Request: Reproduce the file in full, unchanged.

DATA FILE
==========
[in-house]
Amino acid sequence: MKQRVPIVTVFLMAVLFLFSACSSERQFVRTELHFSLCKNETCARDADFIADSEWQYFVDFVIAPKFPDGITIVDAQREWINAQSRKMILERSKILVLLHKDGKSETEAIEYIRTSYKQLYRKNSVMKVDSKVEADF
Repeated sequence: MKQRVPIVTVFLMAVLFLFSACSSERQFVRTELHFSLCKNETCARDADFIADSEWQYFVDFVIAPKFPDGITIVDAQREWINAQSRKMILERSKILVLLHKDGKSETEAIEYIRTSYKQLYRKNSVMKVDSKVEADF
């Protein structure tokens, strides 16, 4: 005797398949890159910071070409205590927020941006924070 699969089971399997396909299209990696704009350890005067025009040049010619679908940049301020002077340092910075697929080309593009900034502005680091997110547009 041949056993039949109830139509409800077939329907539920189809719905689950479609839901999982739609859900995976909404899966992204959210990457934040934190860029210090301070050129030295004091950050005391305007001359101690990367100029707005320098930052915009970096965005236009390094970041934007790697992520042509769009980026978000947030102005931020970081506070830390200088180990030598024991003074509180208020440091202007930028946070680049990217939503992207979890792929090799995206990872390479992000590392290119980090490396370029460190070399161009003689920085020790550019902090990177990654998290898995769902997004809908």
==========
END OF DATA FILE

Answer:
[in-house]
Amino acid sequence: MKQRVPIVTVFLMAVLFLFSACSSERQFVRTELHFSLCKNETCARDADFIADSEWQYFVDFVIAPKFPDGITIVDAQREWINAQSRKMILERSKILVLLHKDGKSETEAIEYIRTSYKQLYRKNSVMKVDSKVEADF
Repeated sequence: MKQRVPIVTVFLMAVLFLFSACSSERQFVRTELHFSLCKNETCARDADFIADSEWQYFVDFVIAPKFPDGITIVDAQREWINAQSRKMILERSKILVLLHKDGKSETEAIEYIRTSYKQLYRKNSVMKVDSKVEADF
């Protein structure tokens, strides 16, 4: 005797398949890159910071070409205590927020941006924070 699969089971399997396909299209990696704009350890005067025009040049010619679908940049301020002077340092910075697929080309593009900034502005680091997110547009 041949056993039949109830139509409800077939329907539920189809719905689950479609839901999982739609859900995976909404899966992204959210990457934040934190860029210090301070050129030295004091950050005391305007001359101690990367100029707005320098930052915009970096965005236009390094970041934007790697992520042509769009980026978000947030102005931020970081506070830390200088180990030598024991003074509180208020440091202007930028946070680049990217939503992207979890792929090799995206990872390479992000590392290119980090490396370029460190070399161009003689920085020790550019902090990177990654998290898995769902997004809908």